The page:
Antique/vintage Palmer Cox Brownie Folk Art Doll - 12" Length - 1890's For Sale
Welcome to Marie's Vintage Perfumes & Collectibles. This store is a collection of vintageitems from the estate of Marie-Louise Fredyma, mymother who passed away in 2010 after nearly 70 years in the antique business. These silver andvintage itemsare now offered for sale as part of her estate.
Antique/Vintage Palmer Cox Brownie Folk Art Doll - 12" Length - 1890's.
Palmer Cox (April 28, 1840 – July 24, 1924) was a Canadian illustrator and author, best known for The Brownies, his series of humorous verse books and comic strips about the mischievous but kindhearted fairy-like sprites. The cartoons were published in several books, such as The Brownies, Their Book (1887). Due to the popularity of Cox's Brownies, one of the first popular handheld cameras was named after them, the Eastman Kodak Brownie camera.
He was born in Granby, Quebec, son of Michael and Sarah (Miller) Cox, and became a carpenter and car builder. He moved to San Francisco via Panama as a railroad contractor, and he lived in there from 1863 to 1875. In 1874, he began to formally study drawing and contribute illustrated stories to such publications as Golden Era and Alta California. After 1875, Cox lived in New York (Pine View House, East Quogue, Long Island). During this time he regularly contributed editorial cartoons to Oscar Hammerstein's United States Tobacco Journal.
The earliest publication of Brownie characters took place in 1879, but not until the February, 1881 issue of Wide Awake magazine were the creatures printed in their final form. In 1883, Brownie stories appeared in St. Nicholas Magazine and as their popularity rose, they were covered in publications such as the Ladies' Home Journal.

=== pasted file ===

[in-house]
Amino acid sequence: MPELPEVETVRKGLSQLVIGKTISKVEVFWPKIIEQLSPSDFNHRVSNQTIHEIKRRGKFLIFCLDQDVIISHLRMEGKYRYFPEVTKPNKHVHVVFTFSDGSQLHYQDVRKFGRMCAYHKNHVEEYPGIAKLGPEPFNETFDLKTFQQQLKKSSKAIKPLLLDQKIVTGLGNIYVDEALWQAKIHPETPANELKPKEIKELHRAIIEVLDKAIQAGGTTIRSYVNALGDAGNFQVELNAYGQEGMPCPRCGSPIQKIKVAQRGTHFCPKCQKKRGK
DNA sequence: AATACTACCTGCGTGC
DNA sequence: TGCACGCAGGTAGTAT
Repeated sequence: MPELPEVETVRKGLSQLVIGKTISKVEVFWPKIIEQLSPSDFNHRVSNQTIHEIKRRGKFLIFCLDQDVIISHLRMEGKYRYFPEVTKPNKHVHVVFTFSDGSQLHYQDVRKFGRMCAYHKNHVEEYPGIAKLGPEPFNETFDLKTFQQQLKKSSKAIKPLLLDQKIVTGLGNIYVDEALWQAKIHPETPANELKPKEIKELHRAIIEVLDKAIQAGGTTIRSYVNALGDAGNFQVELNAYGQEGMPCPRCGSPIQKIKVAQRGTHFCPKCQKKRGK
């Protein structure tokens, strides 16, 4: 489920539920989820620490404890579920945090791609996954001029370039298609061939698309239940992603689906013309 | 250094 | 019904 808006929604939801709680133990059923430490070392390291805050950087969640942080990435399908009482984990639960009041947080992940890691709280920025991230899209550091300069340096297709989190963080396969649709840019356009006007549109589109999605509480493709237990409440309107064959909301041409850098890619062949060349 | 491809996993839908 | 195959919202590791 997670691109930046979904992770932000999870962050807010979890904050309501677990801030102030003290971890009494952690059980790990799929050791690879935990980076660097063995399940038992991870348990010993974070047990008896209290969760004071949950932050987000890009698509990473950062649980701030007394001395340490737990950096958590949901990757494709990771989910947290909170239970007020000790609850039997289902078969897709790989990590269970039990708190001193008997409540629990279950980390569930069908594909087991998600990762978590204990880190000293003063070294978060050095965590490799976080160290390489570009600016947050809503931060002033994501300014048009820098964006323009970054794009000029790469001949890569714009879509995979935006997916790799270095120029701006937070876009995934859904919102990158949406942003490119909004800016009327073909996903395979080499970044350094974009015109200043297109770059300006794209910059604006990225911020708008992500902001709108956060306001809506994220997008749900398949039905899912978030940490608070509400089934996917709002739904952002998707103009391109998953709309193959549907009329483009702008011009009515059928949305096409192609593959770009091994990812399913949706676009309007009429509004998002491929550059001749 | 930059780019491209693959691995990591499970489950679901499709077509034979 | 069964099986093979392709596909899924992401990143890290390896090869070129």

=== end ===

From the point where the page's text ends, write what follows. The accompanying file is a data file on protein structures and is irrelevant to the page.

Cox's Brownies were little men who had mischievous adventures together. Each Brownie had a distinctive physical appearance: for example, one, Cholly Boutonnière, wore a top hat and monocle, another was dressed as a stereotypical Chinese peasant, yet another was dressed as a Red Indian chief in war bonnet. Cox's text was quite crude, and did not develop individual personalities for the Brownies, aside from the "ethnic" ones speaking in stereotypical dialect. Cox's illustrations tended to show a crowd of Brownies jumbled together, with specific Brownies recurring from one illustration to the next, but with no Brownie occupying a predictable location in the picture.
Cox died in his home, Brownie Castle, on July 24, 1924. His tombstone, decorated with a Brownie figure, reads: In creating the Brownies he bestowed a priceless heritage on childhood.
Itemis in verygood condition. No rips, tears, or missing components
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